The U.S. Census indicates Reading is at the top of a not so flattering list.
Out of roughly 600 cities across the country, Reading ranks number one when it comes to poverty.
Some of the victims of Reading's poverty crisis end up at Opportunity House in Reading. The non-profit provides emergency shelter and child care, along with a host of other services.
"We're certainly seeing an increase in the number of people who are homeless for the first time," said Modesto Fiume, president of Opportunity House.
Lehigh Valley cities also are not far behind Reading on the poverty list. Allentown comes in number 64; Bethlehem is ranked 177th.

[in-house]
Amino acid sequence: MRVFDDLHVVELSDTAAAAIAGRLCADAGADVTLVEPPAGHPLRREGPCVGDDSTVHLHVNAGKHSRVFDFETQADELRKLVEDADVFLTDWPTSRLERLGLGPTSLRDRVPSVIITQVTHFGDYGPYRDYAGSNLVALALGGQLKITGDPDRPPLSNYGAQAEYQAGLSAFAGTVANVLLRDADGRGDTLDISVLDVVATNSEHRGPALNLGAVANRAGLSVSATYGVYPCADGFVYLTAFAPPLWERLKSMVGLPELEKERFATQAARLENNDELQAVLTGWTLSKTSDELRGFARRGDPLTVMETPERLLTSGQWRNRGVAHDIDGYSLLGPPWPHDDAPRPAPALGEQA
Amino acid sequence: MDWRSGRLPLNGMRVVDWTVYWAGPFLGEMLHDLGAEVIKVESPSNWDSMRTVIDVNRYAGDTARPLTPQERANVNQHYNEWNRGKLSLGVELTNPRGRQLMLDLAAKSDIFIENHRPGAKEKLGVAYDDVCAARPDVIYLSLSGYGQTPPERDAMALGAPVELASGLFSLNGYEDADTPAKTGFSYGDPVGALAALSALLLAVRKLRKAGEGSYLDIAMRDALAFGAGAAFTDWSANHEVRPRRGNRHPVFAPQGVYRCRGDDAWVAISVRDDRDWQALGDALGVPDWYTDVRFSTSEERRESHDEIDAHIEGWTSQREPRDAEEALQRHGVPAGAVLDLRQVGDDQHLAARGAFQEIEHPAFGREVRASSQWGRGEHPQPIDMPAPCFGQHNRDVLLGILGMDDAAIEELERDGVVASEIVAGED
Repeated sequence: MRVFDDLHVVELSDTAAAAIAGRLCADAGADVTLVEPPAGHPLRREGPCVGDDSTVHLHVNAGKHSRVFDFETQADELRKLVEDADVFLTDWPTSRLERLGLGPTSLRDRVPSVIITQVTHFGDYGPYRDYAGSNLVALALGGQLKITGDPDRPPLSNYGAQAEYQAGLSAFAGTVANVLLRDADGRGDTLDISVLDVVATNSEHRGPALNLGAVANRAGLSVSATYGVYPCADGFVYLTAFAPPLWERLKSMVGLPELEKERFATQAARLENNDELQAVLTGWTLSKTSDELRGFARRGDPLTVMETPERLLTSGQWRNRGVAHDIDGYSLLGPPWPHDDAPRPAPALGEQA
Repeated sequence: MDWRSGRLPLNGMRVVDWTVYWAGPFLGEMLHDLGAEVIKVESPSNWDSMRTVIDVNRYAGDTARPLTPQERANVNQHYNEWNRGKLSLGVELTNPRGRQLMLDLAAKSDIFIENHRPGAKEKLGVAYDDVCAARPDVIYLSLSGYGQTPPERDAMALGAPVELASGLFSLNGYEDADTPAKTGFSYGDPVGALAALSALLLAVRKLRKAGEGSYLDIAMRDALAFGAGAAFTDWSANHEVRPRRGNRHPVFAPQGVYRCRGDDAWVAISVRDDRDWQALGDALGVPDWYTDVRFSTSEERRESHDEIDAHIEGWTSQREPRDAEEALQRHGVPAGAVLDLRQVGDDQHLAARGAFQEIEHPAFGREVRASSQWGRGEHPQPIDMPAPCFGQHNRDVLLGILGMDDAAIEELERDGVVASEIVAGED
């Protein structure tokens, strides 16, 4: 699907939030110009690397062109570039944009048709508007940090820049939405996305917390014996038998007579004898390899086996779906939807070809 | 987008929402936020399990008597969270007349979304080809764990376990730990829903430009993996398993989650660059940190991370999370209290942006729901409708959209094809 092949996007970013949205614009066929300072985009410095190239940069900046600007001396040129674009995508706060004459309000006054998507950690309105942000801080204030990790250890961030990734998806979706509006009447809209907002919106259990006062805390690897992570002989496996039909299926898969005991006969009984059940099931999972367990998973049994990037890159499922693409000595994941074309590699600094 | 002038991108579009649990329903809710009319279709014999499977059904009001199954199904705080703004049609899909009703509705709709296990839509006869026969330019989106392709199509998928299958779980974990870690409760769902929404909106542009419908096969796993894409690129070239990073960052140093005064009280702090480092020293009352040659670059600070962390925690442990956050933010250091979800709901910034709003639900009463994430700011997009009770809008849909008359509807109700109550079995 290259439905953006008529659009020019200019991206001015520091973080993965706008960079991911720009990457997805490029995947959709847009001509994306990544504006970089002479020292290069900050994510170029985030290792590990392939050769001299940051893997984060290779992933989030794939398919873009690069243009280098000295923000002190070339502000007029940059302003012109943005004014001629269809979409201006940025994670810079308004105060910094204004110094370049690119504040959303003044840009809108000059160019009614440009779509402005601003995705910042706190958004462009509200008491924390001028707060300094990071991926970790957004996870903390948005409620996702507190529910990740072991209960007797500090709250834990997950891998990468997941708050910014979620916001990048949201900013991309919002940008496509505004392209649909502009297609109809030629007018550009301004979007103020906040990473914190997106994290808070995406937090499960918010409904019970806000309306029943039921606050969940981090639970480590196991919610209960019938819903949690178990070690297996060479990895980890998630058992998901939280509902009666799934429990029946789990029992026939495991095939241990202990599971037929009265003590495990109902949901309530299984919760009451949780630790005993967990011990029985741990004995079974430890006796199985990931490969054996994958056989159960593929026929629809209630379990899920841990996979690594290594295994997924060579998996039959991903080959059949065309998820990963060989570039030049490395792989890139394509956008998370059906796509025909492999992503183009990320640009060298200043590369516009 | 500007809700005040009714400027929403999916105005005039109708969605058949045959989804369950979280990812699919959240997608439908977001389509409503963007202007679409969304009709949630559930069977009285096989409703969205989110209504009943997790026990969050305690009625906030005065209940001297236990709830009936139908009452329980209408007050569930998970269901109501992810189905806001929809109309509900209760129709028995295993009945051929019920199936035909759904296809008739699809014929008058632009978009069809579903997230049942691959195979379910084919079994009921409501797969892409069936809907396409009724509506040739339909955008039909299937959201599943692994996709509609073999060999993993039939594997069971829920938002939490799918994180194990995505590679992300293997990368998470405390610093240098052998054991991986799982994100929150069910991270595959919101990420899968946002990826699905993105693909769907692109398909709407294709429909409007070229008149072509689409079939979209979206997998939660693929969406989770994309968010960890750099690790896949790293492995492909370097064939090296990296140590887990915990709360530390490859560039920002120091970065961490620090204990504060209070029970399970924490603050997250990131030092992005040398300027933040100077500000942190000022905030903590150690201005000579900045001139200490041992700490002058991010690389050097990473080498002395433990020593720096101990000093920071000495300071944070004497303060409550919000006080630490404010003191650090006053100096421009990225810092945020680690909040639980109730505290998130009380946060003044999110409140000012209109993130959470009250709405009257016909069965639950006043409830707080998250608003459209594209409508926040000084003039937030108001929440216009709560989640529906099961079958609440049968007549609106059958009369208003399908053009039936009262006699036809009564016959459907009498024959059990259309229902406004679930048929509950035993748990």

Reading Mayor Tom McMahon said the root of the problem is the city's low graduation rate.
"It's not a lot you can do if you don't have good education, and then you can't recruit jobs," said McMahon, who added that the a high number of dropouts pushes companies away from the city.
"When we try to recruit companies into the city, first thing they'll look for is demographics online. What is your college graduation rate? And when they see they're pretty low, they have a tendency to go someplace else," said McMahon.
Aggravating the poverty problem is a lack of jobs. Large companies like Dana and Hershey have left Reading. Baldwin Hardware is also on the way out.
"As those companies have gone away, those are major companies with good-paying jobs, and they haven't been replaced. It's not easy to replace those kinds of companies," said McMahon.
Overall, rates for Pennsylvania and New Jersey are 13.4 percent and 10.3 percent, respectively.
The poverty rate for the country sits at 15.3 percent.